The other long wall of the rectangular living room has eight painting in two tight rows of four, one above the other. Beginning on the left, there are two rather large Mariano’s. The one below, Mujer y gallo, 1941, shows a monumental female figure, sitting in front of a landscape, holding a rooster about to peck her lips. This is his Cuban version of the myth of Leda. The one above, Mujeres luchando 1941, shows two large female figures, wrestling in a playful way against a landscape. Both are among his most recognized and thus reproduced works. Next are two Carreño’s next to each other on the upper row. Their styles are so different that they seem have been done by two different artists. He burned through visual languages during his long career and mastered them all. To the right is Costurera 1943, a harmonious synthesis of line and magnificent colors. He transformed a laborious low paying job in a crowded interior into a fancy neo-baroque fantasy. The other Carreño, a synthetic cubist composition, is titled Pastoral, 1946, and it is another Cuban version of a Classical theme. In this room, Enríquez, Mariano and Carreño all have paintings referring to ancient Classical myths. It may have been a way for these artists to universalize their Cuban characters and scenes. Back to the painting, it shows three peasants at leisure, playing music, and having a picnic, in the midst of a luxuriant landscape.
Below these paintings, there are two Havana interiors, one by Bermúdez, Desnudos c 1948, the other by Portocarrero, Interior del Cerro 1943. The first is a rare representation of a rampart business in Havana, a brothel, sanitized by the visual language and by the title. The painting depicts a number of nudes seemingly waiting for customers in a neo-colonial interior. Portocarrero’s also shows a neo-colonial interior. His is highly decorated and inspired in the artist’s childhood memories of the houses in that neighborhood in Havana. The interior, more of a melancholic conceit than a representation of an actual place, reveals him as a master colorist and leader of the neo-baroque elaborate compositions, so characteristic of modern Cuban art in that decade. Mariano’s Mujer con gallo, Carreño’s Costurera, and Portocarrero’s Interior del Cerro are prime examples of the paintings which led the North American art historian and curator Alfred H. Barr Jr. to declare in 1944, that the Cuban artists “were drunk with colors.” Bright colors and complex compositions are the two visual elements most associated with modern Cuban art of the 1940s, or the so-called School of Havana. The overall style was named by contemporary critics barroquismo or neo-baroque, and went as far as being associated with a Cuban quality that went beyond mere subject matter. A will to form. (See the writings of Alejo Carpentier, Jose Lezama, Guy Perez Cisneros, and José Gómez Sicre). Did the painters follow the writings of these critics in their choice of form or did the critics put into words what the artists were doing? Was it a little of both? I am still studying that. I do know that in the case of Peláez, it was an internal and organic process influenced directly by Cuban colonial architecture.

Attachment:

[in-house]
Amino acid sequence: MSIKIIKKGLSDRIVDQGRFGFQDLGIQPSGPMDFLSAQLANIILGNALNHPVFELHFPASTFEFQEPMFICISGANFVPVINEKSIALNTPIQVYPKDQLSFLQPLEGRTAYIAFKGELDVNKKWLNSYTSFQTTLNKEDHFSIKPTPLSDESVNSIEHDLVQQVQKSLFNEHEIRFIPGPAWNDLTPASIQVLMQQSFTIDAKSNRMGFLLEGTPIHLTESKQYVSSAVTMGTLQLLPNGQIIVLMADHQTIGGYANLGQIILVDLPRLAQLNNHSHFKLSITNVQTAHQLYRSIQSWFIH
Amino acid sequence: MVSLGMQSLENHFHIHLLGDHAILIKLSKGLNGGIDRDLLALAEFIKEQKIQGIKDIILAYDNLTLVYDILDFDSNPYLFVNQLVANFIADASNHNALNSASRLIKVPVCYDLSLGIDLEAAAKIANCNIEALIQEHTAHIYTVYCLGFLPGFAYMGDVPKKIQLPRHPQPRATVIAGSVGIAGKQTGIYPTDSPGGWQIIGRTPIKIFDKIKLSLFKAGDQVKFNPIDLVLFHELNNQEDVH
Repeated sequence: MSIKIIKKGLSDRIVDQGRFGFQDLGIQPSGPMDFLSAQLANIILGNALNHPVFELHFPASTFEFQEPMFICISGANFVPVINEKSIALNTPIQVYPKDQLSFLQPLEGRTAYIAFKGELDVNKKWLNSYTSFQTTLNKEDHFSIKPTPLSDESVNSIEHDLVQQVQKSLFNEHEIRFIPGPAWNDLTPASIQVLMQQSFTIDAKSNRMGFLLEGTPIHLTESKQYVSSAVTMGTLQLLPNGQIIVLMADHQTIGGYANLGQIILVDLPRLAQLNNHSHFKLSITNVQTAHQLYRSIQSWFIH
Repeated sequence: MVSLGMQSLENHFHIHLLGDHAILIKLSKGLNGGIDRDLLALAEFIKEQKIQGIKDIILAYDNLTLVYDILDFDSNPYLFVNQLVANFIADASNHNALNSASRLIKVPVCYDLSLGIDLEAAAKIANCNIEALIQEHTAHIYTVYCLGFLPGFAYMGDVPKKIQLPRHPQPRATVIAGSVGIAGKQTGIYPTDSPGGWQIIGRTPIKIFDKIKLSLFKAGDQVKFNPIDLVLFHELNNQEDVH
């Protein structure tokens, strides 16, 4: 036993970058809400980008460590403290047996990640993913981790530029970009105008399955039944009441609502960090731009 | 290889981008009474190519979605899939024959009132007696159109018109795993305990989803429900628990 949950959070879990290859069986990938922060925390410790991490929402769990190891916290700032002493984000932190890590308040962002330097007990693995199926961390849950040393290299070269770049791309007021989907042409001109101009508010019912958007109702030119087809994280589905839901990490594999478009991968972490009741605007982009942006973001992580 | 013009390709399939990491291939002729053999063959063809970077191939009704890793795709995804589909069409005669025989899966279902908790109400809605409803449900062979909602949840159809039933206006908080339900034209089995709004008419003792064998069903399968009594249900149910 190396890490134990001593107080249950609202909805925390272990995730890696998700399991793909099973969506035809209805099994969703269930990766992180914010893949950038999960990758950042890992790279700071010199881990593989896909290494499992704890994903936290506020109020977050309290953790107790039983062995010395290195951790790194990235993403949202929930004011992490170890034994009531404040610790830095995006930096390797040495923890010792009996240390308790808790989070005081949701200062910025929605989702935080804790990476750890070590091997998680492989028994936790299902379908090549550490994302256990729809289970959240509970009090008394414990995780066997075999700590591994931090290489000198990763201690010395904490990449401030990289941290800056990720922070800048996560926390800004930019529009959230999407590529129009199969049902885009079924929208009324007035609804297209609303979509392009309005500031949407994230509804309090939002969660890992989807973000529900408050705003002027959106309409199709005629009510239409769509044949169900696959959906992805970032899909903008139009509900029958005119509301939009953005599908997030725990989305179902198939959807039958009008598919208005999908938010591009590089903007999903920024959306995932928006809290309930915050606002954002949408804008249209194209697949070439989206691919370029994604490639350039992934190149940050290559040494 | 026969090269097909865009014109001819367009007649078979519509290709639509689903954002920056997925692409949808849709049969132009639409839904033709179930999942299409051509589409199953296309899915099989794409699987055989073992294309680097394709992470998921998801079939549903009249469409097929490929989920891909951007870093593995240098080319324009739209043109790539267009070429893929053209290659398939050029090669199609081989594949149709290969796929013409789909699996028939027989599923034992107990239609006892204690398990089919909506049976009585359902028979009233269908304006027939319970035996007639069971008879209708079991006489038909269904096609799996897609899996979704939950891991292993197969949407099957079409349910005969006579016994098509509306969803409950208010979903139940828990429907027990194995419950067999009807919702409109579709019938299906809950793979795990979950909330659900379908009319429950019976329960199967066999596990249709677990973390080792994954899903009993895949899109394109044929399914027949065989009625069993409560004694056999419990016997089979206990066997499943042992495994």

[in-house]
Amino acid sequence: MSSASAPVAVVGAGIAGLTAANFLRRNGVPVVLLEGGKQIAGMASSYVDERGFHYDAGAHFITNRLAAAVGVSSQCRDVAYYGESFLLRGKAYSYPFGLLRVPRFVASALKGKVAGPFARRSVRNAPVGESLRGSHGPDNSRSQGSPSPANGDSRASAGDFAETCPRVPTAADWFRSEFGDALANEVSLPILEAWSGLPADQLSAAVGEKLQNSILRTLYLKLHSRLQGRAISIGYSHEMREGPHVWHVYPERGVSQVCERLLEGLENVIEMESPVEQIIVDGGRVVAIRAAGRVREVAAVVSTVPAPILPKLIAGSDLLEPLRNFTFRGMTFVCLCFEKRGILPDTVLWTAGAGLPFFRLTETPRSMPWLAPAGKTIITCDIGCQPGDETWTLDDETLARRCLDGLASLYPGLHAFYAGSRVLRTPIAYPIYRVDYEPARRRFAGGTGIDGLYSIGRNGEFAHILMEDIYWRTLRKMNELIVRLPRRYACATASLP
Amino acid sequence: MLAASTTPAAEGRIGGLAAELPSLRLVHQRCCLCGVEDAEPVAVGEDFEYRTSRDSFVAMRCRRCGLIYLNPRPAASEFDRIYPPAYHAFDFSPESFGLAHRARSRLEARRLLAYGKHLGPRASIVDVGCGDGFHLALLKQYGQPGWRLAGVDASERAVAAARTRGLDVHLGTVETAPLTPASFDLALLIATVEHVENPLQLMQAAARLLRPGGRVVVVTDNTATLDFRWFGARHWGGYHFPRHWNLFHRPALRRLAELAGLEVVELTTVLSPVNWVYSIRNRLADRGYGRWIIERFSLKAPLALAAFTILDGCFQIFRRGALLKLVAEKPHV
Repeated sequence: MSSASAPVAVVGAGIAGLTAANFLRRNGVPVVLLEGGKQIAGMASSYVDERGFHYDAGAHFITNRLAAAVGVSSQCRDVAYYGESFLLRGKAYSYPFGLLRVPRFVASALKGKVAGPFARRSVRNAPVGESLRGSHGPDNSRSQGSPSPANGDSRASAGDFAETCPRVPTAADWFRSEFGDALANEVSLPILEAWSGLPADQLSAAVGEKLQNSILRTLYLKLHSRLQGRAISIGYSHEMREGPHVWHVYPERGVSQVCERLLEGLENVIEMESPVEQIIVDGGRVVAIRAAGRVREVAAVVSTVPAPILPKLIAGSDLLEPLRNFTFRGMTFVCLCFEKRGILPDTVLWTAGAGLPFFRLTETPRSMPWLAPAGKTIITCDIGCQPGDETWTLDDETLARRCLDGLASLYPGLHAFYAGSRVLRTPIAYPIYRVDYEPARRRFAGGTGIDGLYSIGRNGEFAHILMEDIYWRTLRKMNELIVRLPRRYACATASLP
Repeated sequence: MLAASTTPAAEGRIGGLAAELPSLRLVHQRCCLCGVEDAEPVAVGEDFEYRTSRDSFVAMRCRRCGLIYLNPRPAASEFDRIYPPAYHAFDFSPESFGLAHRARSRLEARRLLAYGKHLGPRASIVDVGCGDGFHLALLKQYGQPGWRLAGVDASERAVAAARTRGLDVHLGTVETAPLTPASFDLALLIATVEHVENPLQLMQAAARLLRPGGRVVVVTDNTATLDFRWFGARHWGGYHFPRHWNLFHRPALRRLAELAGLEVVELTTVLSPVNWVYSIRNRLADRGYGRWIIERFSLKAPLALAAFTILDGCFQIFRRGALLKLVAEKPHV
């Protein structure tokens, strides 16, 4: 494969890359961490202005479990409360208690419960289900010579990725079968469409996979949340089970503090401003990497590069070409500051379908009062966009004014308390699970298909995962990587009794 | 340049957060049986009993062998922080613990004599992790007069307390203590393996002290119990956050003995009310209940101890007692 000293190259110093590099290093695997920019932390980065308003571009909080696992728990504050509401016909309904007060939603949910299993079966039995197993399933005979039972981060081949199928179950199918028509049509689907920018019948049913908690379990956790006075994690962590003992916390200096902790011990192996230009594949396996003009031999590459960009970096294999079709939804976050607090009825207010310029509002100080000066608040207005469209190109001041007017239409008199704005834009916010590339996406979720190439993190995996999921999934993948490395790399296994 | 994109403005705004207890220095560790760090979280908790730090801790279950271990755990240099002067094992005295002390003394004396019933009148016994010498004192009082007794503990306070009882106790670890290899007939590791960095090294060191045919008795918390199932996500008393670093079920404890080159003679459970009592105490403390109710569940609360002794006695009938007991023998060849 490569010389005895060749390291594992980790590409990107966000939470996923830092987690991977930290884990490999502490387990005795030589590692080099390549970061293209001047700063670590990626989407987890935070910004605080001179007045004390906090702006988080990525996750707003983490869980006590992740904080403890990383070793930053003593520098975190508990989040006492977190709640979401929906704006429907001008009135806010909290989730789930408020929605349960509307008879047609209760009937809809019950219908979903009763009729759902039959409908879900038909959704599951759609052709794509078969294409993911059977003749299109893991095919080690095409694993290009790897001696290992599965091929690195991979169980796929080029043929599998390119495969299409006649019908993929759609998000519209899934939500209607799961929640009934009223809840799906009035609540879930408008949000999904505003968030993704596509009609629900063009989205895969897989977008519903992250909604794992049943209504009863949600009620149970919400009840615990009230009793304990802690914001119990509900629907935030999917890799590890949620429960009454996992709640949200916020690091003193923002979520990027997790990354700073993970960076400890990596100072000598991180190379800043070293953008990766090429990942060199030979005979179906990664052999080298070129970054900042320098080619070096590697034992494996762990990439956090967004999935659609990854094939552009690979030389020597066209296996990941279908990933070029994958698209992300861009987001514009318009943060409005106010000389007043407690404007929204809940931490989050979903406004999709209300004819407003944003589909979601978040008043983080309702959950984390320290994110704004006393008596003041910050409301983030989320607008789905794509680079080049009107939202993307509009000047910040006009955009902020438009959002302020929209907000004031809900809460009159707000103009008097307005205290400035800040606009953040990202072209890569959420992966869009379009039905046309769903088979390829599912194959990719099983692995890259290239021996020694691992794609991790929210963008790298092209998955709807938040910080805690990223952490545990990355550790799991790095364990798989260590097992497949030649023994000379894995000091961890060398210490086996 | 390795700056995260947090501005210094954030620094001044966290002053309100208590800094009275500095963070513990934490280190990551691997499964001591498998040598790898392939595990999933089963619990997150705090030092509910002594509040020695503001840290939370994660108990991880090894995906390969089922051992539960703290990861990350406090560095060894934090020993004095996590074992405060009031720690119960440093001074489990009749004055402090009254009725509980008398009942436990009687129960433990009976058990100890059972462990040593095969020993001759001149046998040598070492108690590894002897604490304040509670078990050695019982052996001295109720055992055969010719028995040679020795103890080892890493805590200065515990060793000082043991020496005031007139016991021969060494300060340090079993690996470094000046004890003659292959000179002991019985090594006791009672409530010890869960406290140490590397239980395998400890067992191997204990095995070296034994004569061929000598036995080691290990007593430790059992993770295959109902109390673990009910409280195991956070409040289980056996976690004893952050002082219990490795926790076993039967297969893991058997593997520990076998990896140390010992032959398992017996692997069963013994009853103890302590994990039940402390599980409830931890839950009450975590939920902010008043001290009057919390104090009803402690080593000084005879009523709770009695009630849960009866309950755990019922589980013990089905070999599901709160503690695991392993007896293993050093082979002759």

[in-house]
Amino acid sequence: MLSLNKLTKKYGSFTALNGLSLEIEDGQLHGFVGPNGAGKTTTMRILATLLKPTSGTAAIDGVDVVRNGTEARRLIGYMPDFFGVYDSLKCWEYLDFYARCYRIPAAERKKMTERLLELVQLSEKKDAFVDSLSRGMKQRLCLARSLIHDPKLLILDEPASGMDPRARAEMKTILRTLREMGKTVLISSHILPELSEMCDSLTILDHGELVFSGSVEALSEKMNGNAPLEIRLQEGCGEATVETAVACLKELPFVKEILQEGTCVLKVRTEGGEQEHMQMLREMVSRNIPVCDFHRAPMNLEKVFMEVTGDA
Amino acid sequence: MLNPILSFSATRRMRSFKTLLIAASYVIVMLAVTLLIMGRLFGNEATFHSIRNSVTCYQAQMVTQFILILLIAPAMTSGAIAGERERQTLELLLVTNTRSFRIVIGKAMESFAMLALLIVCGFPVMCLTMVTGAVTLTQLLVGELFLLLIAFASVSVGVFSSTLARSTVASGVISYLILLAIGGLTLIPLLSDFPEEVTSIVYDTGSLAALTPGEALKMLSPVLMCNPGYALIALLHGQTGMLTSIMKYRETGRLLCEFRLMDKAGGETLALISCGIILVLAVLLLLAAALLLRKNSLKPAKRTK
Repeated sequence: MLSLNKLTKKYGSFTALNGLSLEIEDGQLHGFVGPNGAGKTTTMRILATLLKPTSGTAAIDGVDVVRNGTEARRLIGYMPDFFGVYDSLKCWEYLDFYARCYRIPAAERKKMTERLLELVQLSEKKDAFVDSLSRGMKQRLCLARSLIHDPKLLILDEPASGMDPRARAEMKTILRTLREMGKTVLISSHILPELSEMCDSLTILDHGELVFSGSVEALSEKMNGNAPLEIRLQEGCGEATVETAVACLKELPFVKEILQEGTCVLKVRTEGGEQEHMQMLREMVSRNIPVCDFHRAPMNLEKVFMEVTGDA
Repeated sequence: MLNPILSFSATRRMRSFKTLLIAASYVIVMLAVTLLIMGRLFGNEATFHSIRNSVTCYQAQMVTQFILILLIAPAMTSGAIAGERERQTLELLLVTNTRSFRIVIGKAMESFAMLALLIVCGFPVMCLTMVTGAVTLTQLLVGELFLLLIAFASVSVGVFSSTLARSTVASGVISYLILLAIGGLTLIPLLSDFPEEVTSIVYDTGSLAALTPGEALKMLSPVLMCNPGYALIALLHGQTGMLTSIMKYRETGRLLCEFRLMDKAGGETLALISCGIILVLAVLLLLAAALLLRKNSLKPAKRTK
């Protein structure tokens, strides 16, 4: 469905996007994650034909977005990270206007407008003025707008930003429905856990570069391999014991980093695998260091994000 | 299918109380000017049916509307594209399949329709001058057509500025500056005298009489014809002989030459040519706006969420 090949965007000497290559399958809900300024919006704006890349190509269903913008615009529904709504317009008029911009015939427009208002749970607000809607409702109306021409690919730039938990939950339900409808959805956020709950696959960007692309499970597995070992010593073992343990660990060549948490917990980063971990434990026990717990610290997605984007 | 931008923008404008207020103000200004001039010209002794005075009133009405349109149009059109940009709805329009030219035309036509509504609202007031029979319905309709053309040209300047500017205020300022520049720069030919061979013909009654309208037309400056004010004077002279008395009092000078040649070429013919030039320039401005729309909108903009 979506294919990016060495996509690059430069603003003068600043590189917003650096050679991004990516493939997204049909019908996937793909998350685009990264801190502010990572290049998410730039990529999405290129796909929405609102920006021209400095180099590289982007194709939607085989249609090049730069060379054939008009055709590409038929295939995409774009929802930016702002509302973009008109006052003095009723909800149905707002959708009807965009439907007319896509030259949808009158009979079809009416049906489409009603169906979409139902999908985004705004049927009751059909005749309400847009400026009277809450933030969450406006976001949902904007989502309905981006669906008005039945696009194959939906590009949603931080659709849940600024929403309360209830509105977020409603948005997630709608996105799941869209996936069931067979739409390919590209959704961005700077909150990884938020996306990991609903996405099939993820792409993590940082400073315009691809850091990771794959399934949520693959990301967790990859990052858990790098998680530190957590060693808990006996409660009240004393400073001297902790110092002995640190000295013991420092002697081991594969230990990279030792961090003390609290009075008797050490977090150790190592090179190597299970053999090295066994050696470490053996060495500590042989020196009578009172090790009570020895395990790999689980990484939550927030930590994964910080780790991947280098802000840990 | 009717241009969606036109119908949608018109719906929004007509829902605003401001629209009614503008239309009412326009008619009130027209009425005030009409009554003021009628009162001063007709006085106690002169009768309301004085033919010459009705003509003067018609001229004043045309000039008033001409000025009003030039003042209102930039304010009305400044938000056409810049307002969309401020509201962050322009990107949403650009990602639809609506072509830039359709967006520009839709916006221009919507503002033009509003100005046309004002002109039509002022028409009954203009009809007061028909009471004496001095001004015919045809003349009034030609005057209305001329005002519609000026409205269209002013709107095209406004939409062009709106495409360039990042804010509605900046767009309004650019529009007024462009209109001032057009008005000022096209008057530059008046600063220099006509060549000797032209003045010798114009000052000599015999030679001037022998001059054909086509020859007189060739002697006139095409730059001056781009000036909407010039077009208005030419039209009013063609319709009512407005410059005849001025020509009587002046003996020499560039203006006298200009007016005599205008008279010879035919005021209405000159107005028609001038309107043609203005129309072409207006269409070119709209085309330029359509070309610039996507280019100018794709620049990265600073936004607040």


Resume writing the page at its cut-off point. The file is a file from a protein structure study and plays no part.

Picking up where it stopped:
The last row includes two Víctor Manuel paintings, Retrato de Rosie, c 1935-36 and a landscape. Rosie was the wife of the Guatemalan poet and cultural ambassador Giron Cerna, who befriended the Cuban artists. This was probably a commissioned piece. It portraits Rosie seating with her hands in her laps, one in an unusual gesture. She seats straight up and looks out, but her eyes suggest that she is lost in thought and her mouth hints at certain sadness. Around her dark hair there is a halo effect. The background holds a vase with white lilies and a small painting of an Indian woman’s face. Both seem symbolic, the latter may be an allusion to her Guatemalan heritage. The rural landscape is typical Víctor Manuel, river, bohíos, palm trees, and relaxed guajiros under a blue sky. What is different in this case is the tremendous luminosity of the colors and suggested clear light.
The living room gives way on one side to the dining room. On the back wall, there was for a long time a large Peláez, Frutero 1947, with its original frame done by the artist. This painting lets the viewer observe the obsessive quality of her patterning, her organic approach to geometry, and her strongly lid colors. It is one of her most ambitious easel paintings. Later, it was replace by a large Tomás Sánchez of water, trees, and sky, a beautiful meditative piece.